Figure 3 shows that the concentration of Fe3O4 NPs in different organs from mice at 3 h, after Fe3O4 NPs were slowly administered into the lumen of the colon. All of the results from the fluorescence images indicated that inflammation enhanced the accumulation of Fe3O4 NPs in relevant organs. Meanwhile, the results showed that Fe3O4 NPs with a size of 100 nm accumulated in relevant organs more than those NPs with other sizes. The results in Figure 3B indicate that the amount of Fe3O4 NPs localized in inflammatory intestinal epithelial cells is more than that localized in controlling intestinal epithelial cells. Consistently with the Figure 3A images, 100 nm Fe3O4 NPs were significantly increased in an inflamed colon. The uptake of the Fe3O4 NPs in intestinal epithelial cells was quantitatively investigated by light scattering with flow cytometry and ICP-MS. Figure 3C,D displays the amount of Fe3O4 NPs in mouse intestinal epithelial cells. The uptake of the Fe3O4 NPs increased significantly in mouse intestinal epithelial cells under inflammatory conditions (3% DSS-induced) compared with control.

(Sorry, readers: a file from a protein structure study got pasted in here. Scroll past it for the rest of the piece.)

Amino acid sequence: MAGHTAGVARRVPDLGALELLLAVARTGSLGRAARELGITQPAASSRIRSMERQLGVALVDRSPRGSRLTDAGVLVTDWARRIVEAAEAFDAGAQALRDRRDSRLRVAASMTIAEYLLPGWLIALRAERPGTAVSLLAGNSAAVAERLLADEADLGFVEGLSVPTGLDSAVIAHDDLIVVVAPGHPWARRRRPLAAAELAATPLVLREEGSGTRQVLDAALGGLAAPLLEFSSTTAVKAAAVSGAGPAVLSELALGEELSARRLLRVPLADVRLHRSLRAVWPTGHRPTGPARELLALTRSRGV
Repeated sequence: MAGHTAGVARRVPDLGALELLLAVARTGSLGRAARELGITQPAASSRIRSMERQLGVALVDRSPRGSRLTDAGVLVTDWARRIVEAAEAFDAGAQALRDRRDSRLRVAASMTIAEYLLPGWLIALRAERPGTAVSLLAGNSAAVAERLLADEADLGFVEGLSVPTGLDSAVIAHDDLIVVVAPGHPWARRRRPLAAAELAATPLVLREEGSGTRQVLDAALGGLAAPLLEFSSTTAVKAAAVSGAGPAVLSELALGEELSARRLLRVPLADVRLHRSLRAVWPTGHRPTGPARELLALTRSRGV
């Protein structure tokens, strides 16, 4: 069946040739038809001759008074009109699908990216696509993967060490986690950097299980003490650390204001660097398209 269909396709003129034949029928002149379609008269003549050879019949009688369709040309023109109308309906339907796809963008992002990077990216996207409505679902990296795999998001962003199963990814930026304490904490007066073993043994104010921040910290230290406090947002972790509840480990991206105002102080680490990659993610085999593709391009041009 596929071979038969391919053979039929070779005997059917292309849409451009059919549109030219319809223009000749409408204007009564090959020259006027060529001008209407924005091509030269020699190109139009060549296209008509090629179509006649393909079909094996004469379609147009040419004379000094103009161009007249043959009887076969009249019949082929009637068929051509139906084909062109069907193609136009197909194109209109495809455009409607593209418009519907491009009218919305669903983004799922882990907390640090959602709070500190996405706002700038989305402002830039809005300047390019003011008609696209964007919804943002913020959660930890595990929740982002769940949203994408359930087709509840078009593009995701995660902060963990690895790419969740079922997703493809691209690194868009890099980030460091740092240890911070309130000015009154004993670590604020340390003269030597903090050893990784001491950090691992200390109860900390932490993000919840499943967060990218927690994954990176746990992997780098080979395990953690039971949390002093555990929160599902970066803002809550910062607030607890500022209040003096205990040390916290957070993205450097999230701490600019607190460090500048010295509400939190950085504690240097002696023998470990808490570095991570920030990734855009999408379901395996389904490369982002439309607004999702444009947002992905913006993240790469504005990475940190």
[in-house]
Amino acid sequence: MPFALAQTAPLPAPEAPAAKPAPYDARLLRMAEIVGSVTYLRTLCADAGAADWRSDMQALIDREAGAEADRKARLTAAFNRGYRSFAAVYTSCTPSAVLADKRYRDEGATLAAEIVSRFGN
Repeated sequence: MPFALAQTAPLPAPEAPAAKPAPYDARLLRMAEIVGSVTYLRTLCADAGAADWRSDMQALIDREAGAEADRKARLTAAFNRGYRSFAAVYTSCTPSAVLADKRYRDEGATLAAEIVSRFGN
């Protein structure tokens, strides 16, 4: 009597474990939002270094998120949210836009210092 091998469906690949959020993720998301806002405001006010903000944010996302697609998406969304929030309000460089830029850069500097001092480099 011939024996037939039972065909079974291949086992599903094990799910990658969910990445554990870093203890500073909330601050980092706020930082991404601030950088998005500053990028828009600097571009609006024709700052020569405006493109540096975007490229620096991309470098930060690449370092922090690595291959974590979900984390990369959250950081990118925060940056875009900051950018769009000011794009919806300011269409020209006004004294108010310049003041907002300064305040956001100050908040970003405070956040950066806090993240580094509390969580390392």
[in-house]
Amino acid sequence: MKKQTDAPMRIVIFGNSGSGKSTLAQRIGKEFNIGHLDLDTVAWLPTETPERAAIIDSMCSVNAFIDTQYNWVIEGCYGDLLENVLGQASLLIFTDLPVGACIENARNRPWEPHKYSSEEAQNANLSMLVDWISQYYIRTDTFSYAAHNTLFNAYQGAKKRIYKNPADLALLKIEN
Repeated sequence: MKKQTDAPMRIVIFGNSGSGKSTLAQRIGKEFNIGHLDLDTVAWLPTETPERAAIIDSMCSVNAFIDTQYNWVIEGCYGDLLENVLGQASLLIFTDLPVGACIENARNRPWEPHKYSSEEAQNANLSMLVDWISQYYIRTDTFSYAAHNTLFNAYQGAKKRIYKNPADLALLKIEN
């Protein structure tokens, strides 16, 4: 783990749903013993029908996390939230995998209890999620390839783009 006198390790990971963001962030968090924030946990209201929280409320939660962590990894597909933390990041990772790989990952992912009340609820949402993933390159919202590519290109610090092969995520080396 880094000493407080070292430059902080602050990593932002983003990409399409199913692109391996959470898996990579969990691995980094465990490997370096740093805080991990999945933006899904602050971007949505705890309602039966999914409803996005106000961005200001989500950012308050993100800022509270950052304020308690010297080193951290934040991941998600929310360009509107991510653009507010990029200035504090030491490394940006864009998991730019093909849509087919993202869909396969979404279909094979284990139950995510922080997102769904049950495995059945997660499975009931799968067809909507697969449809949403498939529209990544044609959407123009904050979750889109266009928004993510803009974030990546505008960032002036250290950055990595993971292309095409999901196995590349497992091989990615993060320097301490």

2.4. Investigation of the Uptake of Fe3O4 NPs in Caco-2 Cells

The results in Figure 4A,B that were measured by light scattering with flow cytometry illustrate the uptake of the Fe3O4 NPs in Caco-2 cells under inflammatory conditions compared with control. According to Figure 4A,B, there was a significant increase in the side scatter (SSC) of Caco-2 cells under inflammatory conditions. In addition, Figure 4B indicates that the maximum Fe3O4 NPs uptake by Caco-2 cells occurs at 100 nm with sizes from 20 to 200 nm. For further study of the uptake of the Fe3O4 NPs in Caco-2 cell monolayers, the ultrastructure of the cells and NPs in Caco-2 cell monolayers was observed by TEM. Figure 4C shows the integrality of Caco-2 cell monolayers and the decrease in microvillus under inflammatory conditions. The decrease of microvillus may provide nanoparticles with more opportunities for contact with the cell membrane. The integral structure between cells was consistent with the TEER value. These results indicate that nanoparticles found it difficult to cross the Caco-2 cell monolayers by the paracellular pathway. Obviously, the amount of Fe3O4 NPs in Caco-2 cells under inflammatory conditions was greater compared with other control groups (Figure 4C).